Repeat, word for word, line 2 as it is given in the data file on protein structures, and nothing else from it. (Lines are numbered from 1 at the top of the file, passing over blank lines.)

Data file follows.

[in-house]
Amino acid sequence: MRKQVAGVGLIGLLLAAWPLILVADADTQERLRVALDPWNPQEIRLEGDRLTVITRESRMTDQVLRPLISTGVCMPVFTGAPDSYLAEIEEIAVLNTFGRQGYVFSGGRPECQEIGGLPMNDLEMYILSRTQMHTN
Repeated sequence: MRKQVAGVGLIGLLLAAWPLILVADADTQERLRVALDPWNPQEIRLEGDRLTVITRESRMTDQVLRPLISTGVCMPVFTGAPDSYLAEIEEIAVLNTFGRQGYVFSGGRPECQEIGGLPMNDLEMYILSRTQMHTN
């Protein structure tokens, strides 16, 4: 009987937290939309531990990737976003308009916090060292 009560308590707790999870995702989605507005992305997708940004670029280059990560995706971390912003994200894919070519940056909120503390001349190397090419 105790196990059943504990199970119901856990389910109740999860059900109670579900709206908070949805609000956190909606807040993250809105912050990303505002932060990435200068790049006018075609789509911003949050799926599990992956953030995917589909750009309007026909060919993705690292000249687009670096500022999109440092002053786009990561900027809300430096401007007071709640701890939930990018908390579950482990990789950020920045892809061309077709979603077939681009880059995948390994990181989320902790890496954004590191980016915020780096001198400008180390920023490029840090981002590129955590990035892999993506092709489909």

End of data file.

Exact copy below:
Amino acid sequence: MRKQVAGVGLIGLLLAAWPLILVADADTQERLRVALDPWNPQEIRLEGDRLTVITRESRMTDQVLRPLISTGVCMPVFTGAPDSYLAEIEEIAVLNTFGRQGYVFSGGRPECQEIGGLPMNDLEMYILSRTQMHTN